While arena-rock musicians are expected to play the hits, classical ensembles like the Minnesota Orchestra have reacted to the confines of COVID by offering the deep cuts.

OK, you may be familiar with some of what the orchestra is serving up in its livestreams from an empty Orchestra Hall, but it's not the kind of thing you're used to hearing from this group. It's mostly chamber music or works written for considerably smaller orchestras. That's the way it is when you mix music with social distancing.

Mind you, the orchestra has been known in the past to sprinkle a bit of Bach amid its customarily larger-scale repertoire. And such a work was the centerpiece of Friday evening's concert, which was broadcast live and remains available at MinnesotaOrchestra.org. In his final appearance as a soloist before retiring at season's end, oboist John Snow shared the spotlight with violinist Peter McGuire on an eminently enjoyable double concerto made all the richer through close-range camera work.

It's the high point of a program that features pieces premiered in four centuries, including a meditative brass work, an elegy for strings and the concert's closest thing to a hit, Antonin Dvorak's Serenade for Winds. But the Bach is the best reason to tune in, the interpretation full of energy and affection.

A pattern has emerged for these livestreams in that the brass players frequently bat leadoff. Three trombones and a tuba performed "Bruckner Etude" by Uruguay's Enrique Crespo, who died last month. Not fashioned after any particular piece by German romantic Anton Bruckner, it instead pays homage to his love of low brass. The performance proved a great opportunity to appreciate the unique skill set required to play a trombone, lips, air and arms combining to create lines high and lyrical, low and meaty.

The concert's newest piece was English composer Philip Herbert's "Elegy: In Memoriam — Stephen Lawrence," which debuted in 2000. With a sound world not far afield from that of Herbert's countryman Ralph Vaughan Williams, it's a sad but stirring work for string orchestra, commemorating the life of a Black British teenager killed in a hate crime. Herbert introduced the work by dedicating the performance to not only Lawrence but George Floyd, who died last year in Minneapolis police custody.

Yet it's not a work of weighty intensity or grave grief, but one with whispers of hope and optimism amid its minor-key strains. And the orchestra's strings lent it a wistful tenderness.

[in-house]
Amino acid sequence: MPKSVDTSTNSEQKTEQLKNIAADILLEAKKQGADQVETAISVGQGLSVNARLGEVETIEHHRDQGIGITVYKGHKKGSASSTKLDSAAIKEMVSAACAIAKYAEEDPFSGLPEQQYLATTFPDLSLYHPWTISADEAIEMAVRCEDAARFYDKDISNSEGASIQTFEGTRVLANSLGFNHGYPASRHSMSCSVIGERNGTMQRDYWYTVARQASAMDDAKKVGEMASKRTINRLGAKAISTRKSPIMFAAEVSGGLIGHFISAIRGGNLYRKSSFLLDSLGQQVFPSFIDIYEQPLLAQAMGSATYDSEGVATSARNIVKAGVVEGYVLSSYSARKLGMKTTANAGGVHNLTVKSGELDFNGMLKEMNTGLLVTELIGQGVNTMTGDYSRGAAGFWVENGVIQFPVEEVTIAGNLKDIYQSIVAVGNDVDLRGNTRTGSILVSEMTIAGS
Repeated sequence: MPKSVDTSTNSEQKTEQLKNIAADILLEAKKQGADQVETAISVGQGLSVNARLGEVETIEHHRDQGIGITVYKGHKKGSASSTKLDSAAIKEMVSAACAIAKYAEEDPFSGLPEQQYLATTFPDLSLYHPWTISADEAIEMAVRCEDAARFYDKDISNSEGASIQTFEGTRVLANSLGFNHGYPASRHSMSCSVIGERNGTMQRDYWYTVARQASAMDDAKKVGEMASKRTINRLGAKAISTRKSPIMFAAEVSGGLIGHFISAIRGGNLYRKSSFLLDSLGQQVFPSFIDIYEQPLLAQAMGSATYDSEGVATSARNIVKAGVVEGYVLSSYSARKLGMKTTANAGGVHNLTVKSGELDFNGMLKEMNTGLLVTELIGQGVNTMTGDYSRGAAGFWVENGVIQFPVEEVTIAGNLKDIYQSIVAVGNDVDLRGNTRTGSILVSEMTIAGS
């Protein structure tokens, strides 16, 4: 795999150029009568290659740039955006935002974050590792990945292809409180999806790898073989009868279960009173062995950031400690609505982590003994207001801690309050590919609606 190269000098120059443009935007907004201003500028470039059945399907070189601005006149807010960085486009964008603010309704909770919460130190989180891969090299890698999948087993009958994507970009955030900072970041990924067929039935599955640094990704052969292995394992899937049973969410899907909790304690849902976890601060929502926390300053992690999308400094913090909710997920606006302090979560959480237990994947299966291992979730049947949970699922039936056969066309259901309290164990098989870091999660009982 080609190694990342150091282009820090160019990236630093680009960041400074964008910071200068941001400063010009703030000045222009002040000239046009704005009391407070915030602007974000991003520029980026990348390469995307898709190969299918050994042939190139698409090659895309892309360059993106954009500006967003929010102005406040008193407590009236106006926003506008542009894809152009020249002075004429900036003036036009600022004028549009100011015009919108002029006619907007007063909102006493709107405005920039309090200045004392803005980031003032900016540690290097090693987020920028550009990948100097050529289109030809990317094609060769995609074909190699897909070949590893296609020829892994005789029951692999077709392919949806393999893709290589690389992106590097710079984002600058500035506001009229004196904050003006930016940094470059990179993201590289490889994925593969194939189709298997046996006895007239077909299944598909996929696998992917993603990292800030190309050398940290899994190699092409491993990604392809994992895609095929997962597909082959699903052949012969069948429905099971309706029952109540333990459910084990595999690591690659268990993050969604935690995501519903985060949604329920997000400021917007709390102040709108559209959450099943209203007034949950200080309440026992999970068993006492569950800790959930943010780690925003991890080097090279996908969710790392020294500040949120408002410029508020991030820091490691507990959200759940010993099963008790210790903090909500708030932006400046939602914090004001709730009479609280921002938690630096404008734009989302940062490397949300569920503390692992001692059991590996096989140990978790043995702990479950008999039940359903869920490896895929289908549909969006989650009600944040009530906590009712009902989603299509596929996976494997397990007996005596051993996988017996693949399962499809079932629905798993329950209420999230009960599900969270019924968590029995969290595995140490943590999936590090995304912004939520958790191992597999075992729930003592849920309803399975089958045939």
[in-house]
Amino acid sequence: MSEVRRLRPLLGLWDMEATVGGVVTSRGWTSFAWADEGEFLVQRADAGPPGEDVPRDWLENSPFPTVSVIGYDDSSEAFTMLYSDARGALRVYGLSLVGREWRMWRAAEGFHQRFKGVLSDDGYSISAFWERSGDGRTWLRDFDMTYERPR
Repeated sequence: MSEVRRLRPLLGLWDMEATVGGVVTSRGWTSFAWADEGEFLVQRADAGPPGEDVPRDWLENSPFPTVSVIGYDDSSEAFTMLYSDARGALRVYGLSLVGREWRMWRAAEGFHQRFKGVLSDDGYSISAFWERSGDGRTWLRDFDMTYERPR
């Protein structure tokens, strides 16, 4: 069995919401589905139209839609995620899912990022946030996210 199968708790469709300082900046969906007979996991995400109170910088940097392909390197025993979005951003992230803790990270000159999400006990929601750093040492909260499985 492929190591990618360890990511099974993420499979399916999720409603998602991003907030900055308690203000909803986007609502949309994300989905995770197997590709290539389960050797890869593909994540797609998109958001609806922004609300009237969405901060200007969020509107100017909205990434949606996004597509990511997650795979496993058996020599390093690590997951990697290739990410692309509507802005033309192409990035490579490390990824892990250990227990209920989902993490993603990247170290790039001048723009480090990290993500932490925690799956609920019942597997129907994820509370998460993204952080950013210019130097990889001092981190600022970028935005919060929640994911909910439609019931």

Bach's Concerto for Oboe and Violin is a work that Snow and McGuire said they've played together at least a dozen times, and their well-honed chemistry came through in their lively performance. Snow's lines were as lilting and lyrical as one could wish, while McGuire was smooth and spirited, especially on the fleet-fingered ornamented phrases of the finale.

It could have been a conductor-less concert, but music director Osmo Vänskä emerged to take the podium for its closing work, the Dvorak serenade. His leadership was a welcome addition, for he may have catalyzed the extra boost of bravado in the propulsive Andante and the folk dance-flavored finale.

And fine solos burst forth from throughout the ensemble, particularly from oboist Julie Gramolini Williams, clarinetist Gabriel Campos Zamora and principal French horn Michael Gast.

Rather than an explosive climax, it felt more like a comforting blanket of harmony in which to enwrap yourself at evening's end. And couldn't we all use a bit more of that?

For those who long for the big sound that Vänskä and the orchestra brought to Orchestra Hall pre-COVID, its recording of Gustav Mahler's 10th Symphony comes out Friday, with advance purchase available on Monday. If you're among the first 250 to order through the orchestra's website, Vänskä will sign it for you.

Rob Hubbard is a Twin Cities freelance classical music critic. wordhub@yahoo.com.